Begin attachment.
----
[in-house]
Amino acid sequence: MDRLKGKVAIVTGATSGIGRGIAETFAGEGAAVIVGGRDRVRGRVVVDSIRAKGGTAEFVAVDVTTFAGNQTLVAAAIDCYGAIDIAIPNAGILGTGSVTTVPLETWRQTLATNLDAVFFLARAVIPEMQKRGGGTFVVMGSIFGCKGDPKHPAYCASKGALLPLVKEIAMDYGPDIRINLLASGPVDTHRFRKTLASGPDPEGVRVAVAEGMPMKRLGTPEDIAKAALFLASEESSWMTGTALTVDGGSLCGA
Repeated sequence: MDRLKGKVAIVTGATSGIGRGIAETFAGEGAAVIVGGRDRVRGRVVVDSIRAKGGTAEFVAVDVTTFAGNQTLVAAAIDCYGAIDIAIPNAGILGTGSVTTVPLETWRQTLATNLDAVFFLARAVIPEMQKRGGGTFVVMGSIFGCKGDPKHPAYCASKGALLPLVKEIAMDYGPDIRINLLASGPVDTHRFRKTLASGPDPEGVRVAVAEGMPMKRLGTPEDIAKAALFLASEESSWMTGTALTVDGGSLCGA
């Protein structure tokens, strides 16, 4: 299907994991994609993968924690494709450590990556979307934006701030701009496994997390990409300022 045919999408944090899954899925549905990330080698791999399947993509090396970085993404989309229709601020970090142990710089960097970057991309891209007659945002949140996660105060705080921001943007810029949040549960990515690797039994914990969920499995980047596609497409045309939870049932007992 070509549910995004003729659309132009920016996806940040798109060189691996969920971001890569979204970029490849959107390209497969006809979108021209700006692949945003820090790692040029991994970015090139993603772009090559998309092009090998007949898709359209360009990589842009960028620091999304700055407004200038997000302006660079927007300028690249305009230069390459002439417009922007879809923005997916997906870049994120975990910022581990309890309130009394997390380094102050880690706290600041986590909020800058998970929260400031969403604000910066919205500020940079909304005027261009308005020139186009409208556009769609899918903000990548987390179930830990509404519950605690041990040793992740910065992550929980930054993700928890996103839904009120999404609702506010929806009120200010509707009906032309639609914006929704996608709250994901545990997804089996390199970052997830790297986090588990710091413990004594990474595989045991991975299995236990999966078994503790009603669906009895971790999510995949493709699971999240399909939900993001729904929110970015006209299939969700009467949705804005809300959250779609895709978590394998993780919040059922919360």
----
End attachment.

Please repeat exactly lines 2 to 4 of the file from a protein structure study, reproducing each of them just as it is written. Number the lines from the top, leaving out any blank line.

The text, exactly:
Amino acid sequence: MDRLKGKVAIVTGATSGIGRGIAETFAGEGAAVIVGGRDRVRGRVVVDSIRAKGGTAEFVAVDVTTFAGNQTLVAAAIDCYGAIDIAIPNAGILGTGSVTTVPLETWRQTLATNLDAVFFLARAVIPEMQKRGGGTFVVMGSIFGCKGDPKHPAYCASKGALLPLVKEIAMDYGPDIRINLLASGPVDTHRFRKTLASGPDPEGVRVAVAEGMPMKRLGTPEDIAKAALFLASEESSWMTGTALTVDGGSLCGA
Repeated sequence: MDRLKGKVAIVTGATSGIGRGIAETFAGEGAAVIVGGRDRVRGRVVVDSIRAKGGTAEFVAVDVTTFAGNQTLVAAAIDCYGAIDIAIPNAGILGTGSVTTVPLETWRQTLATNLDAVFFLARAVIPEMQKRGGGTFVVMGSIFGCKGDPKHPAYCASKGALLPLVKEIAMDYGPDIRINLLASGPVDTHRFRKTLASGPDPEGVRVAVAEGMPMKRLGTPEDIAKAALFLASEESSWMTGTALTVDGGSLCGA
């Protein structure tokens, strides 16, 4: 299907994991994609993968924690494709450590990556979307934006701030701009496994997390990409300022 045919999408944090899954899925549905990330080698791999399947993509090396970085993404989309229709601020970090142990710089960097970057991309891209007659945002949140996660105060705080921001943007810029949040549960990515690797039994914990969920499995980047596609497409045309939870049932007992 070509549910995004003729659309132009920016996806940040798109060189691996969920971001890569979204970029490849959107390209497969006809979108021209700006692949945003820090790692040029991994970015090139993603772009090559998309092009090998007949898709359209360009990589842009960028620091999304700055407004200038997000302006660079927007300028690249305009230069390459002439417009922007879809923005997916997906870049994120975990910022581990309890309130009394997390380094102050880690706290600041986590909020800058998970929260400031969403604000910066919205500020940079909304005027261009308005020139186009409208556009769609899918903000990548987390179930830990509404519950605690041990040793992740910065992550929980930054993700928890996103839904009120999404609702506010929806009120200010509707009906032309639609914006929704996608709250994901545990997804089996390199970052997830790297986090588990710091413990004594990474595989045991991975299995236990999966078994503790009603669906009895971790999510995949493709699971999240399909939900993001729904929110970015006209299939969700009467949705804005809300959250779609895709978590394998993780919040059922919360």